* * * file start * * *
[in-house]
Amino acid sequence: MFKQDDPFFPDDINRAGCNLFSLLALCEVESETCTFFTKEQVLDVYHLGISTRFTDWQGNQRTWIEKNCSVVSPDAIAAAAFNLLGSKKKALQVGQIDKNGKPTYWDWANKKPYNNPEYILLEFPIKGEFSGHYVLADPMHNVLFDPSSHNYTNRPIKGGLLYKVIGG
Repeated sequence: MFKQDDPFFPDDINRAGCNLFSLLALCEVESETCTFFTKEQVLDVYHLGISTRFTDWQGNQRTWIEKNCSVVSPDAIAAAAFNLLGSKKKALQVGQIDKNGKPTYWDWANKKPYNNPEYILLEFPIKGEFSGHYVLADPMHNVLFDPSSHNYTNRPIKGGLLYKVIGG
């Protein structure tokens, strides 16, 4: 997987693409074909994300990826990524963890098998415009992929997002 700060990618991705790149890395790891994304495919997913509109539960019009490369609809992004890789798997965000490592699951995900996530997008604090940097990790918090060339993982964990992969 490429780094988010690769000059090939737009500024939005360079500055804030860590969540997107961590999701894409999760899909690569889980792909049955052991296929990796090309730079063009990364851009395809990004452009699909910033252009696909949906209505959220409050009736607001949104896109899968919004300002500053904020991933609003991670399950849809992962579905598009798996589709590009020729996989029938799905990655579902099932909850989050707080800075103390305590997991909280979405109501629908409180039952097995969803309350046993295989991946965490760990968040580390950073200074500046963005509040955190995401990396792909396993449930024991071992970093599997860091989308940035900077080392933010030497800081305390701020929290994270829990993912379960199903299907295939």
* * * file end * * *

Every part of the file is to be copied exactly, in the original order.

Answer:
[in-house]
Amino acid sequence: MFKQDDPFFPDDINRAGCNLFSLLALCEVESETCTFFTKEQVLDVYHLGISTRFTDWQGNQRTWIEKNCSVVSPDAIAAAAFNLLGSKKKALQVGQIDKNGKPTYWDWANKKPYNNPEYILLEFPIKGEFSGHYVLADPMHNVLFDPSSHNYTNRPIKGGLLYKVIGG
Repeated sequence: MFKQDDPFFPDDINRAGCNLFSLLALCEVESETCTFFTKEQVLDVYHLGISTRFTDWQGNQRTWIEKNCSVVSPDAIAAAAFNLLGSKKKALQVGQIDKNGKPTYWDWANKKPYNNPEYILLEFPIKGEFSGHYVLADPMHNVLFDPSSHNYTNRPIKGGLLYKVIGG
């Protein structure tokens, strides 16, 4: 997987693409074909994300990826990524963890098998415009992929997002 700060990618991705790149890395790891994304495919997913509109539960019009490369609809992004890789798997965000490592699951995900996530997008604090940097990790918090060339993982964990992969 490429780094988010690769000059090939737009500024939005360079500055804030860590969540997107961590999701894409999760899909690569889980792909049955052991296929990796090309730079063009990364851009395809990004452009699909910033252009696909949906209505959220409050009736607001949104896109899968919004300002500053904020991933609003991670399950849809992962579905598009798996589709590009020729996989029938799905990655579902099932909850989050707080800075103390305590997991909280979405109501629908409180039952097995969803309350046993295989991946965490760990968040580390950073200074500046963005509040955190995401990396792909396993449930024991071992970093599997860091989308940035900077080392933010030497800081305390701020929290994270829990993912379960199903299907295939």